Professional engagement different from commercial interest, says Supreme Court

Dragging names of former players donning different roles in cricket did not cut much ice for N Srinivasan to remain at the helm of BCCI affairs, as the Supreme Court drew a clear distinction between commercial interest and professional engagement of a player on account of his proficiency in the game.

Professional engagement different from commercial interest, says Supreme Court

New Delhi: Dragging names of former players donning different roles in cricket did not cut much ice for N Srinivasan to remain at the helm of BCCI affairs, as the Supreme Court drew a clear distinction between commercial interest and professional engagement of a player on account of his proficiency in the game.

"There is a difference between commercial interest referred to in Rule 6.2.4 and professional engagement of a player on account of his proficiency in the game.

"It may be logically contended that engagement of a player even though made on a remuneration remains a professional engagement because of his professional skill in the game of cricket and not because he has made any investment like India Cements Ltd has done in acquiring a franchise or in any other form," a bench headed by Justices T S Thakur said.

The remarks were made in the wake of submissions of the BCCI and its President-in-Exile that if administrators were held to be disentitled for having any commercial interest in BCCI events including IPL, it may adversely affect not only the IPL format, but disqualify certain outstanding sports persons from getting engagements like coaches, mentors, commentators or other similar positions as they are often engaged "by reason of their proficiency in cricket".

It was also contended that if the amendment in 6.2.4 rule of the BCCI is interperated to oust Srinivasan from BCCI for being the Managing Director of India Cement Ltd which owns IPL team Chennai Super Kings, the same rule will come in the way of former players for donning multiple hats.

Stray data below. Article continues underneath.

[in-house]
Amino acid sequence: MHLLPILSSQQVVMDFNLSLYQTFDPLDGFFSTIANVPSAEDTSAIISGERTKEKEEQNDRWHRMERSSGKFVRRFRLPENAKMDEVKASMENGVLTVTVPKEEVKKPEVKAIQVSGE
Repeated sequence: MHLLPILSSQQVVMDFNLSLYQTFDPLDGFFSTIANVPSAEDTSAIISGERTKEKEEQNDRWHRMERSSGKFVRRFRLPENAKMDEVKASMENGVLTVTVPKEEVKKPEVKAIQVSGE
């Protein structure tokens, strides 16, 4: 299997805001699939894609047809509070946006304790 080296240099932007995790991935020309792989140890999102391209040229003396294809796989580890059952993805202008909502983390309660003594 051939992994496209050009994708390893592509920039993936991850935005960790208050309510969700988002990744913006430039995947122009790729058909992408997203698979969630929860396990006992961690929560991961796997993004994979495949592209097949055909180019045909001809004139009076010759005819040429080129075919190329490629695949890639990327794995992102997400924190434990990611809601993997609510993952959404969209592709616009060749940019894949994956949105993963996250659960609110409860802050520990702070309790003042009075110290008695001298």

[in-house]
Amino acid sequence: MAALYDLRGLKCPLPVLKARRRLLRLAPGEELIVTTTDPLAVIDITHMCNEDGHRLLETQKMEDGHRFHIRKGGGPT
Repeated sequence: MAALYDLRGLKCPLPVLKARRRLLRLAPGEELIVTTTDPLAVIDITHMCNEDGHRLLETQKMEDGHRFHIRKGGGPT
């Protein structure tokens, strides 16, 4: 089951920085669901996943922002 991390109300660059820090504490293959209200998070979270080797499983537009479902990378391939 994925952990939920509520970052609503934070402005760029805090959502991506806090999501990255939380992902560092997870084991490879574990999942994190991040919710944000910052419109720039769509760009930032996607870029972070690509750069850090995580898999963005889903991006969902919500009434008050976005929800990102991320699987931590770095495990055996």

BCCI had submitted a list of players including former greats Sunil Gavaskar, Ravi Shastri and Saurav Ganguly and administrators with commercial interest in the IPL.

The list also included the names of Anil Kumble, Krish Srikkanth, Venkatesh Prasad and Lalchand Rajput.

Negating the arguments, the apex court said there was a difference between "commercial interest" mentioned in Rule 6.2.4 and "professional engagement" of a player on account of his proficiency in the game.

The court was of the view that at this juncture it cannot

"authoritatively" decide upon the question whether engagement of players as coaches, mentors, commentators or on similar other positions would come within the ambit of Rule 6.2.4.

It refrained from passing order on the issue of conflict of interest for players and confined itself to the case of cricket administrator and said the issue may be examined when it comes before the court for consideration.

"We do not consider it necessary or even proper to authoritatively pronounce upon the question whether such engagement of players, would fall foul of the prohibition contained in Rule 6.2.4 as it stood before amendment," the bench, also comprising Justice F M I Kalifulla, said, adding that the issue could be examined as and when it arose for consideration.

"All that we need say at this stage is that whether or not a player who is an administrator by reason of an existing or earlier assignment held by him, can acquire or hold a commercial interest in any BCCI event, will depend upon the nature of the interest that such person has acquired and whether the same is purely professional or has any commercial element to it. Beyond that we do not propose to say anything at this stage," it said.

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